"We were succeeding in our main objective of locating armed resistance amongst the mass of the people. For every one operation launched by MK combatants there were scores carried out by a mobilised population. Between September 1984 and April 1986 over 800 policemen's homes were attacked".
The strategy of people's war, the revolutionary strategy of people's war, much of which we have been debating during the course of this week, would you agree that that strategy of necessity meant the blurring of distinctions between trained armed soldiers and ordinary civilians who were caught up in quasi military formations such as amabuto or SDU's in the later period?
MR MAHARAJ: Chairperson first of all the strategy of people's war was a development based on the fundamental premise that ours was a just war. That just war was directed at a system of rule which we knew as apartheid. And apartheid was, both ideologically and practically a system of governance based on the ideological premise that there existed in this country a super race, which by virtue of being a super race had the right to rule over all others and to subjugate them. The people's war strategy therefore was a development in the course of that struggle.
The distinction between civilians and combatants had, as
President Tambo repeatedly said, been blurred by the activities of the apartheid regime. In fact I recall being present at Matola when the apartheid regime raided Mozambique and homes were raised to the ground, where the President asked, if you say that people who were living in those homes were armed and therefore justify the South African regime's attack then the question arises, aren't all white South Africans then legitimate targets? Because white South Africans possessed arms in their private homes. We did not accept that distinction but we said, this is the reality in South Africa and yet the South African regime was at times appearing to justify its actions against civilians both inside the country and abroad by saying that those were reported to be armed homes.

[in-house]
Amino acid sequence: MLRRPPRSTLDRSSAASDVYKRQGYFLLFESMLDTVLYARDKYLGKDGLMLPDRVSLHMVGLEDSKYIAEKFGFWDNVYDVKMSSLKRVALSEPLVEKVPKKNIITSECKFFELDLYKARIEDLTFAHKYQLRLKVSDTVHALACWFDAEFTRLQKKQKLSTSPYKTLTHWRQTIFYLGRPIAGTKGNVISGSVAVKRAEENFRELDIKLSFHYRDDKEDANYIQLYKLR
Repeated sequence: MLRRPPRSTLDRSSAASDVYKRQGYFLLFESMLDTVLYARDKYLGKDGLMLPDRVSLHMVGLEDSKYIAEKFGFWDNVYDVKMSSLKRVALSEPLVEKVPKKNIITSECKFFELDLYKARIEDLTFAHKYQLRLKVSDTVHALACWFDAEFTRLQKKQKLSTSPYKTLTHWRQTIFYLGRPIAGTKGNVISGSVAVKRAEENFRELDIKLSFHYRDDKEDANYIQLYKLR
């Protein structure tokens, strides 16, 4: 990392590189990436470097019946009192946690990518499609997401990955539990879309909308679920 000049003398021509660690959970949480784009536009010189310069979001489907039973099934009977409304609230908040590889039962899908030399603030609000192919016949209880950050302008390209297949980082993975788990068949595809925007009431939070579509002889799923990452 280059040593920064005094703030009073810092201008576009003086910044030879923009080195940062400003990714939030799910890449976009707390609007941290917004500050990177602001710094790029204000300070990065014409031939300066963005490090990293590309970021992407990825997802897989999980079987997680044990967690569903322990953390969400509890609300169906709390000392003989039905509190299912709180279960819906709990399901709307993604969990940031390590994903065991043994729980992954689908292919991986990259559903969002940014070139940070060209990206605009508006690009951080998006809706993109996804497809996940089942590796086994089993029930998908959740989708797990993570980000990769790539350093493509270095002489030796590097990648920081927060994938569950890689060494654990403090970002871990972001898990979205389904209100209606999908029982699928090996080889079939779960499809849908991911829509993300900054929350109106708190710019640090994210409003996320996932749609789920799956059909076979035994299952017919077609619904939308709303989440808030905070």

Kabwe made the second point that in the intensification of the struggle until then we had always sought to avoid an operation which had a likelihood of leading to injury or death of a civilian, be that civilian white or black, Kabwe acknowledged that that rigid condition would have to be relaxed. Debates had often taken place and continued to take place in our ranks, often to take the easier route to abandon our principled policy positions and seek to strike at the enemy at its most vulnerable and easiest spots.
The President then was simply saying that the strategy of people's war would rest on the concept of an uprising by the people and that our role as the armed formation was to enhance that
So that is how the issue was posed. Whether that necessarily leads to a blurring is a debatable question, because what we were saying was that the regime had even located its armed forces within highly dense, whether commercial areas or residential areas, and if we had sought to get to grips with the regime's forces necessarily we had to accept that at times civilians would be caught up. So that was an acknowledgement of that reality.